Below, we’ve assembled 25 tweets from the #iamperfect campaign that give a sense of what women are angry about and how they want Victoria’s Secret to respond. And yes, we’ve included some of the more … relevant … comments from people who oppose the campaign.
For more, read our earlier report: “Victoria’s Secret Ignores ‘Perfect Body’ Critics At Its Own Peril”
The worst thing about Victoria’s Secret‘s repugnant “Perfect Body” ad campaign isn’t that it’s hurtful to women, it’s that the giant lingerie retailer refuses to participate in the worldwide conversation it has started.
It’s been NINE DAYS since a trio of UK college students launched an online petition asking Victoria’s Secret to remove ads showing the words “The Perfect Body” superimposed over a lineup of 10 slender, lookalike supermodels.
The ads show up on billboards and mall displays in both the UK and U.S. and promote a new bra style in the company’s Body by Victoria collection. The text on the ads refers specifically to the bra’s name, but the unavoidable double meaning has enflamed women everywhere.
The petition has so far gathered more than 15,000 signatures and sparked a social media squall around the hashtag #IAmPerfect, with most commenters slamming Victoria’s Secret for “body-shaming” anyone who doesn’t resemble the company’s Amazonian Angels.
The company’s response? Not a single word.
The campaign has received blanket media coverage in recent days and the online debate has metastasized wildly, bringing overlapping issues like body image, idealized beauty standards, fat shaming, racial diversity, photoshopped ads and other subjects into the conversation. (Predictably, it has also triggered a backlash from virulent, chauvinistic trolls too.)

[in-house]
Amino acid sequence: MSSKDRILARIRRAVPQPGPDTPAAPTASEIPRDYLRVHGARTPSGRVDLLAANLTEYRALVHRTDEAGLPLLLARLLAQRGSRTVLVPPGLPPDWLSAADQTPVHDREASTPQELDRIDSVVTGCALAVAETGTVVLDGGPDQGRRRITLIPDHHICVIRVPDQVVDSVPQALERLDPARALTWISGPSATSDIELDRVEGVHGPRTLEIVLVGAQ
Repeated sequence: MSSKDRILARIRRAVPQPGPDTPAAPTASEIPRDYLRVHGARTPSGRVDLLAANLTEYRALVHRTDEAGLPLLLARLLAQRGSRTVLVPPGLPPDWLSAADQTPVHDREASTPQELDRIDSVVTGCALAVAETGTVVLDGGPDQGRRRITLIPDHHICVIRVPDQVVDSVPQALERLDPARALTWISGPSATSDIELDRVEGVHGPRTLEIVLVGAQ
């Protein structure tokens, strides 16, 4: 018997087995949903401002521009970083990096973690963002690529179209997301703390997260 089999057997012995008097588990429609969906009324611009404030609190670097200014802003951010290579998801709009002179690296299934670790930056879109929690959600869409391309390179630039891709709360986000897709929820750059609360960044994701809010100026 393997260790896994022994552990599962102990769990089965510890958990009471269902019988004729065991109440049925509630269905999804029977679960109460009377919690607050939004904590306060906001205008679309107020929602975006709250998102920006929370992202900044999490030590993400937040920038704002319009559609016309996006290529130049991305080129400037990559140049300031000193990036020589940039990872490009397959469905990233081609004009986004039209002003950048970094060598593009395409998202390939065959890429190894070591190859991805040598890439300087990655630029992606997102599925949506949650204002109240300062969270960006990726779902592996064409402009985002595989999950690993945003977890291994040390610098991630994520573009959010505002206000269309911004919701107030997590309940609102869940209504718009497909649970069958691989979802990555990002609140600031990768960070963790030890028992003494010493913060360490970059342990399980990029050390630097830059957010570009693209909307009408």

If the company’s initial offence in creating the ‘Perfect Body’ ads was unintended (let’s give them the benefit of the doubt), its continuing silence on the issue is both perverse and inexplicably dumb. Especially since defusing the situation would have been so easy. Any PR intern could crank out a boilerplate corporate mea culpa and quell the controversy, like this:
“Victoria’s Secret has always supported women of all kinds and rejects any suggestion that one individual’s body shape or size is more worthy than any other. Our advertising is meant to promote healthy lifestyles and happy women regardless of their appearance. We sincerely apologize for any unintended offense caused by our recent campaign.”
It took me 20 seconds to write that — see how easy it is?